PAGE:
BOSTON — Wolverine World Wide Inc. had a self-described “blockbuster” quarter, where earnings more than doubled. Now analysts are expecting to see more of the same from the firm during the remainder of 2010.
After Wolverine reported new expectations for sales of $1.16 billion to $1.19 billion in the year, with adjusted earnings per share of $1.92 to $2, at least two analysts raised their annual EPS estimates on the company last week, saying those expectations were conservative. Wall Street, on average, is now predicting revenues of $1.19 billion and EPS of $2.02.
Analyst Sam Poser of Sterne Agee predicted that fashion trends would likely aid the firm’s sales this year. “The Wolverine collection boots fit in well with the developing men’s boot trend, vintage Americana trend and what we call ‘quality grunge’ trend,” Poser wrote in a note. He lifted his EPS estimate to $2.19 from $2.13.
“We contend that, due to trend-right product and an improving environment, the order backlog will remain over 20 percent when Wolverine reports earnings in July, and we expect guidance to catch up with our estimates,” the analyst said.
Indeed, backlogs were up 30 percent through the end of the prior week, Wolverine said on its conference call. That led analyst Christopher Svezia of Susquehanna Financial Group to state that the company’s guidance leaves room for improvement. “Current orders reflect about 80 percent of expected second-quarter revenue, 70 percent of third quarter and 40 percent of fourth quarter,” he wrote in a report. “However, given market share gains within key brands and increased door penetration of key product, we look for strong second-half sales trends that would ultimately yield greater operating leverage.”
Svezia is expecting adjusted EPS of $2, versus a prior estimate for $1.98. His prediction on revenues also rose to $1.19 billion from a previous outlook for $1.18 billion.
During its call, Wolverine management said comps at retail stores jumped 16 percent in the first quarter, which also gave Poser more faith in the firm’s long-term prospects.
“We expect to see the sales momentum continue throughout 2010 as boot sales continue to ramp up. It appears to us that we are about to experience a trend that will be similar to the boot trend of the mid-1990s, where brands such as Dr. Martens excelled,” he said.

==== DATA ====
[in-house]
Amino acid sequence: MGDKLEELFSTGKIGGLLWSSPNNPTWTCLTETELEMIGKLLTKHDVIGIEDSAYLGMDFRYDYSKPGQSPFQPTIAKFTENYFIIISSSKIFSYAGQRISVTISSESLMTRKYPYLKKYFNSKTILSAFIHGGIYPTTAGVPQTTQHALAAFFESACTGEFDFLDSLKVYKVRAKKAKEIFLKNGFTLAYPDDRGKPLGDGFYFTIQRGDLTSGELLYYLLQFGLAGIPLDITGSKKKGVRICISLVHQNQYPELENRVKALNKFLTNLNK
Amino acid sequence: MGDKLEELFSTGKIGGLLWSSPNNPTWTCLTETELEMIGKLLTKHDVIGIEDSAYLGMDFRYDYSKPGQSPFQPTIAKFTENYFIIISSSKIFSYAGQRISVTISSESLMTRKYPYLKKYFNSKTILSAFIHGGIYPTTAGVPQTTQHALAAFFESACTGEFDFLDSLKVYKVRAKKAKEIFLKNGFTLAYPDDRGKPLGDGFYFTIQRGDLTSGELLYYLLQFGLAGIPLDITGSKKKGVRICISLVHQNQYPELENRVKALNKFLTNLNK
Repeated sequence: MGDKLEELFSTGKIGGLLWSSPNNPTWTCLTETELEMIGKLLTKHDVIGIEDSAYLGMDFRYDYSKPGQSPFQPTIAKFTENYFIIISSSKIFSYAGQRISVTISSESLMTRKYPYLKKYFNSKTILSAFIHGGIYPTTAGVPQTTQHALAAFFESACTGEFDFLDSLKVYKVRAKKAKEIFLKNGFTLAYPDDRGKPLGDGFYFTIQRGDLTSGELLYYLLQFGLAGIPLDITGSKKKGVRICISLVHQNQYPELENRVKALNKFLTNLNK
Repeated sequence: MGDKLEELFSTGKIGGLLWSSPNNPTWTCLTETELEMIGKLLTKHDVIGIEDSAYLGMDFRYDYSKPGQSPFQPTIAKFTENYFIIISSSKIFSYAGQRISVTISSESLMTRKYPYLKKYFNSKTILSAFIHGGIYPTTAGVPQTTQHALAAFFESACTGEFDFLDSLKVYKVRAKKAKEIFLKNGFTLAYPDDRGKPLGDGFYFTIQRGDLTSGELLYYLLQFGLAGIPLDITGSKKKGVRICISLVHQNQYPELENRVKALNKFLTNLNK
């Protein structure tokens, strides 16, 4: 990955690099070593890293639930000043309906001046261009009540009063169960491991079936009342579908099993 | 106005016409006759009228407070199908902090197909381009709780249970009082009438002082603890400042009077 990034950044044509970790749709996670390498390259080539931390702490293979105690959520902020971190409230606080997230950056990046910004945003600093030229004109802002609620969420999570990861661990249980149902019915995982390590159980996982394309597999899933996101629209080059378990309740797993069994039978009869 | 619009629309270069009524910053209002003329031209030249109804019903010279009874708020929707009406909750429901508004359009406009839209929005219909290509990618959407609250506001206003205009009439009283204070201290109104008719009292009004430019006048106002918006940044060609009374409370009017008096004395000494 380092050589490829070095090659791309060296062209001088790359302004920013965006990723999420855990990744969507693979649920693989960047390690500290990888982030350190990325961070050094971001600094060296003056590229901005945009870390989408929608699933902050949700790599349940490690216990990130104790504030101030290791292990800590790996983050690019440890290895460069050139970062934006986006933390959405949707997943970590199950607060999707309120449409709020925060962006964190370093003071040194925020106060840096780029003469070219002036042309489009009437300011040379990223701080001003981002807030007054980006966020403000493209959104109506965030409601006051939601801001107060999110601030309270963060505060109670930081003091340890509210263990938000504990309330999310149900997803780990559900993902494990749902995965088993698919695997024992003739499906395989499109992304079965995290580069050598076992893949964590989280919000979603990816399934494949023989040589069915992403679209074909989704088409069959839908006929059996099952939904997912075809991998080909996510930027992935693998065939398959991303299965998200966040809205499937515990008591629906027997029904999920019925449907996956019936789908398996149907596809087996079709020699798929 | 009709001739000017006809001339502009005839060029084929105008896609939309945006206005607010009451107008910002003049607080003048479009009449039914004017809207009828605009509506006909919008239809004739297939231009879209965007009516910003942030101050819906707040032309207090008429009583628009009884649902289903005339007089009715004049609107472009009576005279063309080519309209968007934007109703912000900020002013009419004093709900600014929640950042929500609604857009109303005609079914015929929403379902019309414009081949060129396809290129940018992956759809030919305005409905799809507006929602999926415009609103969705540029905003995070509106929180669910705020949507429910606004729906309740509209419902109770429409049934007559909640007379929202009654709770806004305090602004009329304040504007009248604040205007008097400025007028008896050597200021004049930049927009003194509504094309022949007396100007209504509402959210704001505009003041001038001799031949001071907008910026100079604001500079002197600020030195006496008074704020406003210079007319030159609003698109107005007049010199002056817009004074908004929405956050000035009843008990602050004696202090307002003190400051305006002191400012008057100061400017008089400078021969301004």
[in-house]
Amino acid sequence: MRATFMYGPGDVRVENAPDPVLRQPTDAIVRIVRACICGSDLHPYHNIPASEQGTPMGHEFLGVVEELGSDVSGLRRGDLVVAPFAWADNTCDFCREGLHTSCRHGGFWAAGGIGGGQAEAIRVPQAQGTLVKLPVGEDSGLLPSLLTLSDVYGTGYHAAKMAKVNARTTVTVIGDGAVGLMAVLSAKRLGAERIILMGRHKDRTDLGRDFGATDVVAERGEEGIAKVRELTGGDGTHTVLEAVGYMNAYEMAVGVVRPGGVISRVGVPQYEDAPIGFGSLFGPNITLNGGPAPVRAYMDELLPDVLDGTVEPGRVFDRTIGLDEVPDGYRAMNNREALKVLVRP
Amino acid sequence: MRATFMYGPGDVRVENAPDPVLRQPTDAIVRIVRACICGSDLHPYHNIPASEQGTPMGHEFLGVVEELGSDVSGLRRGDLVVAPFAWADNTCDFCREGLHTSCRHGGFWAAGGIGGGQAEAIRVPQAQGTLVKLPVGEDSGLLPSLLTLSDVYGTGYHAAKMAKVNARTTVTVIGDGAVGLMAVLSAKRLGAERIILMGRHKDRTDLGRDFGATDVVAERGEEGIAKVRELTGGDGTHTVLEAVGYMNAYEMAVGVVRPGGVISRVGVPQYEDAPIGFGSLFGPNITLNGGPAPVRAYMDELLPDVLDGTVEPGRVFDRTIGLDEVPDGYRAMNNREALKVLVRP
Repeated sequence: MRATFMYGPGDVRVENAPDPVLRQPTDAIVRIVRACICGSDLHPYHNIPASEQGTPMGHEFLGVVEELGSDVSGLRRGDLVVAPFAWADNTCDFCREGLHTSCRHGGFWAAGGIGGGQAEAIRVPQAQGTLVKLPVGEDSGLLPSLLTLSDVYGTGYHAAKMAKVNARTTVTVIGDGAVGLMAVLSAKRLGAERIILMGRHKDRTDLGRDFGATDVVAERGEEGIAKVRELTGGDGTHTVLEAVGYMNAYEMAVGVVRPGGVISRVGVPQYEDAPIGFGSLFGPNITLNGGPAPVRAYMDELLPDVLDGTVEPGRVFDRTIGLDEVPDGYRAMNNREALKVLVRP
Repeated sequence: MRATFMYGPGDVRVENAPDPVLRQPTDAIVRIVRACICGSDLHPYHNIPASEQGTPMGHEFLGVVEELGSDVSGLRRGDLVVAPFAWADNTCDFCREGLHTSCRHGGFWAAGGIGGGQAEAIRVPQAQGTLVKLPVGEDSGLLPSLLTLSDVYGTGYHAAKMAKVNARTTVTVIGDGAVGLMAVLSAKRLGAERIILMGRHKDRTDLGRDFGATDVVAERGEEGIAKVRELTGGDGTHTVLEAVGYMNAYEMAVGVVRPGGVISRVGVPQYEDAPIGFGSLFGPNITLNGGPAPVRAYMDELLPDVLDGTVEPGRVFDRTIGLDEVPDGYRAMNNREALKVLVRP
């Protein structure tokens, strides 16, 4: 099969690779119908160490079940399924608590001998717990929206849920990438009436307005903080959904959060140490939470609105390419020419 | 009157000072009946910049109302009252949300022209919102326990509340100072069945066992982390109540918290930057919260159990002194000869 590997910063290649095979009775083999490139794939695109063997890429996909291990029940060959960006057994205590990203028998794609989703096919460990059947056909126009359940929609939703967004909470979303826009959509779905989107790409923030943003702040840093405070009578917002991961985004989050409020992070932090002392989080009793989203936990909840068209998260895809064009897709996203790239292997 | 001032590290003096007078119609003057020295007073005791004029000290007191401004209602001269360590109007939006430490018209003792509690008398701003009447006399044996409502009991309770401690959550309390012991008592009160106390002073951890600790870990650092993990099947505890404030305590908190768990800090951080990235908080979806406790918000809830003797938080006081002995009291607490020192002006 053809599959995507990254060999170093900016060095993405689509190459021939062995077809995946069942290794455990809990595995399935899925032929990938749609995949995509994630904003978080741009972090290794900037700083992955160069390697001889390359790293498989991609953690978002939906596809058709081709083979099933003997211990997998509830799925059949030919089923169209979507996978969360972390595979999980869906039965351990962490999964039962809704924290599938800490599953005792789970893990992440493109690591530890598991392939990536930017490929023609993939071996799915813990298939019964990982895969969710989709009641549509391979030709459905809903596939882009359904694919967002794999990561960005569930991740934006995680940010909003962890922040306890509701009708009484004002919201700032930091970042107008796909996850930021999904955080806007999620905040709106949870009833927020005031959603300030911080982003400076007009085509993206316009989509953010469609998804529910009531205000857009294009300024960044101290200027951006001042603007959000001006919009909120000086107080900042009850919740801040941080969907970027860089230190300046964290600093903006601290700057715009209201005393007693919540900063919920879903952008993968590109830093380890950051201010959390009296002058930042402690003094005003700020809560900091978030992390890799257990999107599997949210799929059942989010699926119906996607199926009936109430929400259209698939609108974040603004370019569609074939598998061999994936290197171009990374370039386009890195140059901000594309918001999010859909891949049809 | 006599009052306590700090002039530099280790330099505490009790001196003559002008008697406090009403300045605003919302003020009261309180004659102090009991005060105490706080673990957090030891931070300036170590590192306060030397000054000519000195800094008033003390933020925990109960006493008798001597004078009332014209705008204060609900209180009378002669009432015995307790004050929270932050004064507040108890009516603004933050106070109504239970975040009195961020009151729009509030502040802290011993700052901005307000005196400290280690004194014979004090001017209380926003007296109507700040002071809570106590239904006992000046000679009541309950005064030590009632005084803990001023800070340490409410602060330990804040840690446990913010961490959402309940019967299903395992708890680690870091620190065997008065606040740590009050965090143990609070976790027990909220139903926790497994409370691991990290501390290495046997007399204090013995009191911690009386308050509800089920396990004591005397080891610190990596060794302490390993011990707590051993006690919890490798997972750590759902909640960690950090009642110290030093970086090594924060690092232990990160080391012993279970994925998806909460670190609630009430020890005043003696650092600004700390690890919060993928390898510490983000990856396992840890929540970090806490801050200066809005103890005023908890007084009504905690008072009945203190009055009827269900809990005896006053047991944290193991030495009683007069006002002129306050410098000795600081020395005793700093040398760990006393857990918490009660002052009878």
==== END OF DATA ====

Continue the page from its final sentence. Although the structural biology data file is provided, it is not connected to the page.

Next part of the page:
Wolverine reported last Tuesday that first-quarter earnings rose to $27.5 million, or 54 cents a share, from $10.5 million, or 21 cents, last year. Excluding a charge related to restructuring, the company said it would have earned 56 cents, which would compare with 41 cents last year. On this basis, analysts were expecting 49 cents.
Revenues rose to $284.9 million from $255.3 million a year ago. By division, Wolverine Footwear Group revenues totaled $56.7 million from $53.4 million a year ago. Sales in Wolverine’s Outdoor Group rose 38 percent to $113.5 million, while Hush Puppies saw sales increase 14 percent to $39.3 million. In the Heritage Brands Group, sales grew 18 percent to $49.4 million.
Poser noted that this was the first time since the third quarter of 2005 that Wolverine had sales increases in all its divisions.
International revenue, meanwhile, made up about 42 percent of the firm’s revenues. “Many of our key global markets are showing signs of economic recovery, and the footwear sector, consistent with our expectations, is one of the consumer categories that is on the leading edge of the recovery,” Blake Krueger, chairman and CEO of Wolverine, said on the call.
He later added, “While retailers appear to be placing orders somewhat earlier to make sure their shelves are full and to ensure fresh product is available when needed, the increased flow of incoming orders is consistent with the global economic recovery and the momentum we see in our business.”